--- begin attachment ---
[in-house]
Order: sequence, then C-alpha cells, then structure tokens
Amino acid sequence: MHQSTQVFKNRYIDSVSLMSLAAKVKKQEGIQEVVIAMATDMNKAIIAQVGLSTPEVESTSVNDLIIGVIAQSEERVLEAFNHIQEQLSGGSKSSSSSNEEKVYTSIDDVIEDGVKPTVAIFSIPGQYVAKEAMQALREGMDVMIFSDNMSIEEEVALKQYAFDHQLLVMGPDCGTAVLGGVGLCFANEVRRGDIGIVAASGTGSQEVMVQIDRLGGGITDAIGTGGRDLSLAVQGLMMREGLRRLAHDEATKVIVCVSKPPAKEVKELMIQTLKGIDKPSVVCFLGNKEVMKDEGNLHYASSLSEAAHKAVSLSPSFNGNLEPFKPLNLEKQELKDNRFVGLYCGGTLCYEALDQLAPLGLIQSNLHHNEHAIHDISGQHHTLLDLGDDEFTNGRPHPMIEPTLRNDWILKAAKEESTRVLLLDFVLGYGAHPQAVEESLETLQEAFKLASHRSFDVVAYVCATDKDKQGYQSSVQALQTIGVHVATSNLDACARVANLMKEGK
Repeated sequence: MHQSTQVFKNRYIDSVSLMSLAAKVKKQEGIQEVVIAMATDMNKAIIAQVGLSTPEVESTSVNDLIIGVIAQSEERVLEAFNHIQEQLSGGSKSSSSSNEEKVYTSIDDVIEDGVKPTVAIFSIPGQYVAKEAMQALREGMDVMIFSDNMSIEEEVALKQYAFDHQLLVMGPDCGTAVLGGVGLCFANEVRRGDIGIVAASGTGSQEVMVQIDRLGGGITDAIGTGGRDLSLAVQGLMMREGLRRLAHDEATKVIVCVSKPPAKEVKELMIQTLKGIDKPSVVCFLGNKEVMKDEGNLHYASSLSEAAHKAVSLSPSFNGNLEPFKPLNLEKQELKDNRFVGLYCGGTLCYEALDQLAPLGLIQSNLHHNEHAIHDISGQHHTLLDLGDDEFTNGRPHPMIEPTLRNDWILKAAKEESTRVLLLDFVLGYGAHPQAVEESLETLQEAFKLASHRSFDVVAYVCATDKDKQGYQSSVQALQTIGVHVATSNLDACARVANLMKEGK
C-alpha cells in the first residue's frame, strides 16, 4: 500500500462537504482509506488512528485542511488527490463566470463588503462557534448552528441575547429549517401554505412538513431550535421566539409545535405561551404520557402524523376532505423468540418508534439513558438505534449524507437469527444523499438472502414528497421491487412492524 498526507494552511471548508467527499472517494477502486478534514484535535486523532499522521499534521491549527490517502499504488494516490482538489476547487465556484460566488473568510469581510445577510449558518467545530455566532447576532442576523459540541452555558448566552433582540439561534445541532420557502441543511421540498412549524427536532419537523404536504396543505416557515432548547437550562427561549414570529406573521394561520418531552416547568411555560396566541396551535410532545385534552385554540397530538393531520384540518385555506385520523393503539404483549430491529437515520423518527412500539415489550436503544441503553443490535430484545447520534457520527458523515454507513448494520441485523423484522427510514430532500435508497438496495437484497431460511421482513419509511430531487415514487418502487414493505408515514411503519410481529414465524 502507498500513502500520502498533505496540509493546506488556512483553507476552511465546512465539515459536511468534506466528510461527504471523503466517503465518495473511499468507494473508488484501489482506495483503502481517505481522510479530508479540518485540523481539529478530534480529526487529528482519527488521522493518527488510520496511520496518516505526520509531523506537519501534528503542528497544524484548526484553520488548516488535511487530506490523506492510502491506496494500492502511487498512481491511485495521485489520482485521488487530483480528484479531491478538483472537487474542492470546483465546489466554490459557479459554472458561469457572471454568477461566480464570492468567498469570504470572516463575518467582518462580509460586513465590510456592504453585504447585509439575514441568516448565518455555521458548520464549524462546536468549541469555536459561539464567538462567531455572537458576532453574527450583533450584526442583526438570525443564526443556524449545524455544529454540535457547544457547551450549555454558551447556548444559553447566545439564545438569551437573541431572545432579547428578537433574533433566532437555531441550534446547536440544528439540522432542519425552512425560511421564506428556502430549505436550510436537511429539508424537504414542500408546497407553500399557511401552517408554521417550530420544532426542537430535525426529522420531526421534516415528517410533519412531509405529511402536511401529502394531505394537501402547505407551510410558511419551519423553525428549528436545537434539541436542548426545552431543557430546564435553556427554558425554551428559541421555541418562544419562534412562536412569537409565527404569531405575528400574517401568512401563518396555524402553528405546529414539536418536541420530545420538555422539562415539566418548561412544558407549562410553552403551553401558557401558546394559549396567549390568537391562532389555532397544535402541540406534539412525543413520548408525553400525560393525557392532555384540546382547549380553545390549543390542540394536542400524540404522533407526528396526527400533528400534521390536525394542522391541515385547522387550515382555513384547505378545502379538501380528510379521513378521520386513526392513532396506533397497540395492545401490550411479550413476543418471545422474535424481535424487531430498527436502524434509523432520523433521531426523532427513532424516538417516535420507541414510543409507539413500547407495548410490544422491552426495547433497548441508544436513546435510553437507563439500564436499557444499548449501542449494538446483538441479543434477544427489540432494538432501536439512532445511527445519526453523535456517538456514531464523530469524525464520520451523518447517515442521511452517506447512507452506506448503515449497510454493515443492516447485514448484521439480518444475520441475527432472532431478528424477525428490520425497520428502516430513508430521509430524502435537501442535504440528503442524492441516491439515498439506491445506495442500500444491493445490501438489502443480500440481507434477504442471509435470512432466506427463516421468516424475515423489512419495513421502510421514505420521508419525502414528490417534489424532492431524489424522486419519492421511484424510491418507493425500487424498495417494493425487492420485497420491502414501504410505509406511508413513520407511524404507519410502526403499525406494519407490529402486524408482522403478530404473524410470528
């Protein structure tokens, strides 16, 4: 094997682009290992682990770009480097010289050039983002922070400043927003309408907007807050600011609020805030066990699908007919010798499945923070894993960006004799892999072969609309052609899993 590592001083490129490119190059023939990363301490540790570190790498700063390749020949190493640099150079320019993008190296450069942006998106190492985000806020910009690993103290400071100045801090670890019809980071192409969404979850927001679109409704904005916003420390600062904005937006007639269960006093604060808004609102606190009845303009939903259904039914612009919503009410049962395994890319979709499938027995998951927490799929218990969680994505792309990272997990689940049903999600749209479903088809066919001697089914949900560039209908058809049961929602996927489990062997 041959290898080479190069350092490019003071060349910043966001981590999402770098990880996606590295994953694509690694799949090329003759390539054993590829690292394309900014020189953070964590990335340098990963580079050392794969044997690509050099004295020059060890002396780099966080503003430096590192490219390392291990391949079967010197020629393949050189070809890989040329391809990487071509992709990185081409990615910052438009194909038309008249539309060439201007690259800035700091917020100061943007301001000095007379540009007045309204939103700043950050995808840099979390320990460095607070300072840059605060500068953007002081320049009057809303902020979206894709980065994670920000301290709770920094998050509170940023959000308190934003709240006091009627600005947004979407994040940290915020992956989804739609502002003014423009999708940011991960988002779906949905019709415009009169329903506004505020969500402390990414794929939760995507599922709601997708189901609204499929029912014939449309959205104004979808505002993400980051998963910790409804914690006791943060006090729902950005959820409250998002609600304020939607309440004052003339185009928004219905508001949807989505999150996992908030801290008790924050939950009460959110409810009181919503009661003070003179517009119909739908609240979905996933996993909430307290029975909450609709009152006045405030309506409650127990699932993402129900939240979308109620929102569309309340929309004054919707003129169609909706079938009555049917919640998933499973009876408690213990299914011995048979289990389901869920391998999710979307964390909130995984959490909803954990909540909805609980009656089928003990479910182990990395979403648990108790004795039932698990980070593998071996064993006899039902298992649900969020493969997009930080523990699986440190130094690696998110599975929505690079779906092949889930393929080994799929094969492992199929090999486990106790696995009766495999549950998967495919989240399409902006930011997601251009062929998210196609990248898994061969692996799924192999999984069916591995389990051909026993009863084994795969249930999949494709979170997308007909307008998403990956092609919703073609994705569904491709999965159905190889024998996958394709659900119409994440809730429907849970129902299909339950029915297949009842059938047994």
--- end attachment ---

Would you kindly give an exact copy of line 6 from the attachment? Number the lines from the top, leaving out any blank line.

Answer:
């Protein structure tokens, strides 16, 4: 094997682009290992682990770009480097010289050039983002922070400043927003309408907007807050600011609020805030066990699908007919010798499945923070894993960006004799892999072969609309052609899993 590592001083490129490119190059023939990363301490540790570190790498700063390749020949190493640099150079320019993008190296450069942006998106190492985000806020910009690993103290400071100045801090670890019809980071192409969404979850927001679109409704904005916003420390600062904005937006007639269960006093604060808004609102606190009845303009939903259904039914612009919503009410049962395994890319979709499938027995998951927490799929218990969680994505792309990272997990689940049903999600749209479903088809066919001697089914949900560039209908058809049961929602996927489990062997 041959290898080479190069350092490019003071060349910043966001981590999402770098990880996606590295994953694509690694799949090329003759390539054993590829690292394309900014020189953070964590990335340098990963580079050392794969044997690509050099004295020059060890002396780099966080503003430096590192490219390392291990391949079967010197020629393949050189070809890989040329391809990487071509992709990185081409990615910052438009194909038309008249539309060439201007690259800035700091917020100061943007301001000095007379540009007045309204939103700043950050995808840099979390320990460095607070300072840059605060500068953007002081320049009057809303902020979206894709980065994670920000301290709770920094998050509170940023959000308190934003709240006091009627600005947004979407994040940290915020992956989804739609502002003014423009999708940011991960988002779906949905019709415009009169329903506004505020969500402390990414794929939760995507599922709601997708189901609204499929029912014939449309959205104004979808505002993400980051998963910790409804914690006791943060006090729902950005959820409250998002609600304020939607309440004052003339185009928004219905508001949807989505999150996992908030801290008790924050939950009460959110409810009181919503009661003070003179517009119909739908609240979905996933996993909430307290029975909450609709009152006045405030309506409650127990699932993402129900939240979308109620929102569309309340929309004054919707003129169609909706079938009555049917919640998933499973009876408690213990299914011995048979289990389901869920391998999710979307964390909130995984959490909803954990909540909805609980009656089928003990479910182990990395979403648990108790004795039932698990980070593998071996064993006899039902298992649900969020493969997009930080523990699986440190130094690696998110599975929505690079779906092949889930393929080994799929094969492992199929090999486990106790696995009766495999549950998967495919989240399409902006930011997601251009062929998210196609990248898994061969692996799924192999999984069916591995389990051909026993009863084994795969249930999949494709979170997308007909307008998403990956092609919703073609994705569904491709999965159905190889024998996958394709659900119409994440809730429907849970129902299909339950029915297949009842059938047994």